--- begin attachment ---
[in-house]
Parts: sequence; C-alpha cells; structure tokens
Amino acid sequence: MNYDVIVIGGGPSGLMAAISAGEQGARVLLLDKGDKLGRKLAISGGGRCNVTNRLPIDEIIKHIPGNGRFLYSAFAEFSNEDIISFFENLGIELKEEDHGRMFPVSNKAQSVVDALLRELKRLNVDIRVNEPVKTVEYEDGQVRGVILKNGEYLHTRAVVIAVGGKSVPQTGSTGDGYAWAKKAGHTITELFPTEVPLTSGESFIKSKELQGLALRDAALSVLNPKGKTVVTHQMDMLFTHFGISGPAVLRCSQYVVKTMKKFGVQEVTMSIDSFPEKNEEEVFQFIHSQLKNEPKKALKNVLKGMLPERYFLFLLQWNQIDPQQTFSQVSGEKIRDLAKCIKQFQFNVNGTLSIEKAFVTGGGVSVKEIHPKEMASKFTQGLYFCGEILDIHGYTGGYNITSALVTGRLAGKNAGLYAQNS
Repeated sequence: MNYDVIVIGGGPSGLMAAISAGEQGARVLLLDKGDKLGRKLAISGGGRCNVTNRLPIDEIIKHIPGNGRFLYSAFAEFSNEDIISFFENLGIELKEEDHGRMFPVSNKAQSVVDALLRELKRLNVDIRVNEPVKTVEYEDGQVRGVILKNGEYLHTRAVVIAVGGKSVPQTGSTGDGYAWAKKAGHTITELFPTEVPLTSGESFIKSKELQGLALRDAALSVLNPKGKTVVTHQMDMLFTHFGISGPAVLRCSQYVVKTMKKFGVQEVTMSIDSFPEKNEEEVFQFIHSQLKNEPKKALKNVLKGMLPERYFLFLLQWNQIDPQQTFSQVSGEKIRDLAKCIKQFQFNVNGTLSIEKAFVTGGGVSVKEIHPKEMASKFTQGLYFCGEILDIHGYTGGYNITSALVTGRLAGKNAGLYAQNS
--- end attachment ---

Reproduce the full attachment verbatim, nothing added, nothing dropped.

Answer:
[in-house]
Parts: sequence; C-alpha cells; structure tokens
Amino acid sequence: MNYDVIVIGGGPSGLMAAISAGEQGARVLLLDKGDKLGRKLAISGGGRCNVTNRLPIDEIIKHIPGNGRFLYSAFAEFSNEDIISFFENLGIELKEEDHGRMFPVSNKAQSVVDALLRELKRLNVDIRVNEPVKTVEYEDGQVRGVILKNGEYLHTRAVVIAVGGKSVPQTGSTGDGYAWAKKAGHTITELFPTEVPLTSGESFIKSKELQGLALRDAALSVLNPKGKTVVTHQMDMLFTHFGISGPAVLRCSQYVVKTMKKFGVQEVTMSIDSFPEKNEEEVFQFIHSQLKNEPKKALKNVLKGMLPERYFLFLLQWNQIDPQQTFSQVSGEKIRDLAKCIKQFQFNVNGTLSIEKAFVTGGGVSVKEIHPKEMASKFTQGLYFCGEILDIHGYTGGYNITSALVTGRLAGKNAGLYAQNS
Repeated sequence: MNYDVIVIGGGPSGLMAAISAGEQGARVLLLDKGDKLGRKLAISGGGRCNVTNRLPIDEIIKHIPGNGRFLYSAFAEFSNEDIISFFENLGIELKEEDHGRMFPVSNKAQSVVDALLRELKRLNVDIRVNEPVKTVEYEDGQVRGVILKNGEYLHTRAVVIAVGGKSVPQTGSTGDGYAWAKKAGHTITELFPTEVPLTSGESFIKSKELQGLALRDAALSVLNPKGKTVVTHQMDMLFTHFGISGPAVLRCSQYVVKTMKKFGVQEVTMSIDSFPEKNEEEVFQFIHSQLKNEPKKALKNVLKGMLPERYFLFLLQWNQIDPQQTFSQVSGEKIRDLAKCIKQFQFNVNGTLSIEKAFVTGGGVSVKEIHPKEMASKFTQGLYFCGEILDIHGYTGGYNITSALVTGRLAGKNAGLYAQNS